Quick Take:

“These events allow our students to have moments where they really shine and to thank the people who’ve helped them come to that moment,” one educator said of the Black Grad event, set for Friday in front of Santa Cruz City Hall.

The vivid Black Lives Matter mural painted on the pavement of Center Street in front of Santa Cruz City Hall will soon be the site for a milestone in some local Black lives.

For the first time, Black graduating high school seniors from all over Santa Cruz County will gather together for the county’s Black Grad event on Friday. Center Street at City Hall will be closed to vehicular traffic to provide space to set up for the event, which will feature catered food, live music, remarks from the new grads, and even a fashion show.

A Black grad event separate from the larger class commencement ceremony has been taking place at Santa Cruz High School for about 20 years. This year’s event will be similar but open to all Black graduating seniors from high schools throughout the county.

“Historically, if you look at the history of Santa Cruz High School,” said Celeste Gutierrez of the Santa Cruz County Office of Education, “the principal there for a long time was Black, and a majority of the Black students in the county went to Santa Cruz High, which was the only school, until this year, to have a Black student union. But we know there are Black students in every county high school.”

Gutierrez said that the new event aims to create a more comfortable environment for students from other schools. “Sometimes, there’s a rivalry,” she said. “If you go to Aptos High, why would you want to go to a graduation at Santa Cruz High?”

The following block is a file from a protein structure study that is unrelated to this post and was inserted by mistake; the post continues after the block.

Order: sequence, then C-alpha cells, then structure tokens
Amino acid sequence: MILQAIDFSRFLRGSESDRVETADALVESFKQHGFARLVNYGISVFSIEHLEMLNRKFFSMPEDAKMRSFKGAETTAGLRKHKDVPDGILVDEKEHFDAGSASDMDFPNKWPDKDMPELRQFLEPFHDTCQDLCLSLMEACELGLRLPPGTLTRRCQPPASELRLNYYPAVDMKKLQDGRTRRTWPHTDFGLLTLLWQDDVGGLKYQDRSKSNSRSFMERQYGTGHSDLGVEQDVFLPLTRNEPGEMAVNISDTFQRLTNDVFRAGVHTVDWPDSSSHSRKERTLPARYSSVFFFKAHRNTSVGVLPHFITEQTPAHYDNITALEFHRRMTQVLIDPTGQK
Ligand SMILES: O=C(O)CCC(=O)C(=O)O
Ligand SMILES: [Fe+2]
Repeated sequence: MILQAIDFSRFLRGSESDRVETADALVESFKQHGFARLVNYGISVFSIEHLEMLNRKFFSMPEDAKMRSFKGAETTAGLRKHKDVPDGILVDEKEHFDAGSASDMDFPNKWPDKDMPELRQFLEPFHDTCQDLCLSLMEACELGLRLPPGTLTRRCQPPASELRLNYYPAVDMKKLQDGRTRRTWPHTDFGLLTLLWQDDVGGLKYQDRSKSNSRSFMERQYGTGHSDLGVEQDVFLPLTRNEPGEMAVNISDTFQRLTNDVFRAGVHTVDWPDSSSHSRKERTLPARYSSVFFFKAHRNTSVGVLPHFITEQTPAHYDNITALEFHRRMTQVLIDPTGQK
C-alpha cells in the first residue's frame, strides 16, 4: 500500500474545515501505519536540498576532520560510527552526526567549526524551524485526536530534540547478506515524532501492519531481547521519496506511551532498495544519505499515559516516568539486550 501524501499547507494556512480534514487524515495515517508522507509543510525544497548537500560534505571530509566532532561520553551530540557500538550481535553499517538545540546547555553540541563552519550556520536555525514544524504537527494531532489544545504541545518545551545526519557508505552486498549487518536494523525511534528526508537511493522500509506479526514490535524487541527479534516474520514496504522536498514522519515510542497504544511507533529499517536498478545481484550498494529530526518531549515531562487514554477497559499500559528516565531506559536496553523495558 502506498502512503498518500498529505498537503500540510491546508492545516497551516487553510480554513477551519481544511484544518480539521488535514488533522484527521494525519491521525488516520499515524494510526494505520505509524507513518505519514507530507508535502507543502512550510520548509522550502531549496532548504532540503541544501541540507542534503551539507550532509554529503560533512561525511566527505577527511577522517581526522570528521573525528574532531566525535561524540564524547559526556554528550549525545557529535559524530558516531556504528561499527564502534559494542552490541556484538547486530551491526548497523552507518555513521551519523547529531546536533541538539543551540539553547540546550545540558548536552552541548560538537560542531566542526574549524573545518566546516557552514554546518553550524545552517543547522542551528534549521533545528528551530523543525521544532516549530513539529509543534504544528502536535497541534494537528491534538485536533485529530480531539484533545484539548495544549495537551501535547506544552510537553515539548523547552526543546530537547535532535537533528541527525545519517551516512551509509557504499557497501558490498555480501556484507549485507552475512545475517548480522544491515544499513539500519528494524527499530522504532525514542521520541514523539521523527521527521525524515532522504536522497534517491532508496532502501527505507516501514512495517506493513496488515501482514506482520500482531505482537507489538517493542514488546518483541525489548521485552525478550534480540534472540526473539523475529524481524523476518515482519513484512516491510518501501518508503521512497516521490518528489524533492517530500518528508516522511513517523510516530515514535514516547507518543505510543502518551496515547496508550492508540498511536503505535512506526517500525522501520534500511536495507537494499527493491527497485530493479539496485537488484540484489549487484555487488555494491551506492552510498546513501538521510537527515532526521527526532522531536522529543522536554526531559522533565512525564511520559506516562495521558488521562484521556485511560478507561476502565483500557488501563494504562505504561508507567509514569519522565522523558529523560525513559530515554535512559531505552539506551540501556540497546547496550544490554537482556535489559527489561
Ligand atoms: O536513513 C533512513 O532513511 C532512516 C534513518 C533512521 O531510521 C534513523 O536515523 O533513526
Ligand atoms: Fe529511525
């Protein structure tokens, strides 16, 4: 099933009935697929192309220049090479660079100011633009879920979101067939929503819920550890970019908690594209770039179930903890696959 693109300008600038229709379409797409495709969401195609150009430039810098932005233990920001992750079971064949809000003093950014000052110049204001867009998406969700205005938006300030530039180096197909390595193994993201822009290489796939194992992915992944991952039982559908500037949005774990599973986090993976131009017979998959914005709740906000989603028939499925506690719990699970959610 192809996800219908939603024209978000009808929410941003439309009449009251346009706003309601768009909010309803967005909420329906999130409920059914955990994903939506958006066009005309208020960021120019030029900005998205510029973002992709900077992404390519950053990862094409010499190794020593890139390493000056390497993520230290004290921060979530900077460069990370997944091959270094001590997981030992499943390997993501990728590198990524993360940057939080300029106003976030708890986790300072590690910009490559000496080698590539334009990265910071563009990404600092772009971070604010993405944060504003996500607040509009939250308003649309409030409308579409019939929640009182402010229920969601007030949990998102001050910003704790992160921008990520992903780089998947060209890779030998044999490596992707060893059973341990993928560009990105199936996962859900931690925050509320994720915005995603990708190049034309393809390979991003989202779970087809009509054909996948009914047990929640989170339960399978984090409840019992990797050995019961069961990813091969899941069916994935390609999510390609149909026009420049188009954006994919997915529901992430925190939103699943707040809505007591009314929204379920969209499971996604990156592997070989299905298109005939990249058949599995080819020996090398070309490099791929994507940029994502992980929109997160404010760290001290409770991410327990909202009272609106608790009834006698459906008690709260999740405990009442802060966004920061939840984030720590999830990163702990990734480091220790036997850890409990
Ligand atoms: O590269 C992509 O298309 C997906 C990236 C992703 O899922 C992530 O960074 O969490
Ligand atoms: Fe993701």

Black students and their families are being encouraged to register for the event; each grad will be allowed five guests. But because of pandemic restrictions and closures, getting the word out has been a challenge.

Rishi Lal, an assistant principal at Santa Cruz High, said his school has considered it a priority to give its Black students their own graduation forum. Santa Cruz High has also sponsored field trips for Black students to visit historically Black colleges and universities in Atlanta and in Montgomery, Alabama.

“Already, it’s a small community in Santa Cruz County, less than 2%,” said Lal. “So having this space means our African American-identified students can be recognized and it creates a way for younger students to see the accomplishments of our graduates every year, so that it might inspire these kids into similar accomplishments. These events allow our students to have moments where they really shine and to thank the people who’ve helped them come to that moment. Otherwise, they might get sort of lost in the crowd because they are such a small population.”

Gutierrez said that kindergarten through 12th grade, Santa Cruz County’s schools have a total population of Black students of 430.

Friday’s event will take place on Center Street and in the bricked area in front of City Hall, with the city’s blessing. Local African-born artist and clothing designer I.B. Bayo will be the center of attraction at a fashion show during the event. Live music and other student performances will also be on schedule. The event is free but open by invitation only to registered students and their guests and families. The event will take place from 6 to 9 p.m.

Here’s how to register for the Black Grad event.

Wallace reports and writes not only across his familiar areas of deep interest — including arts, entertainment and culture — but also is chronicling for Lookout the challenges the people of Santa Cruz...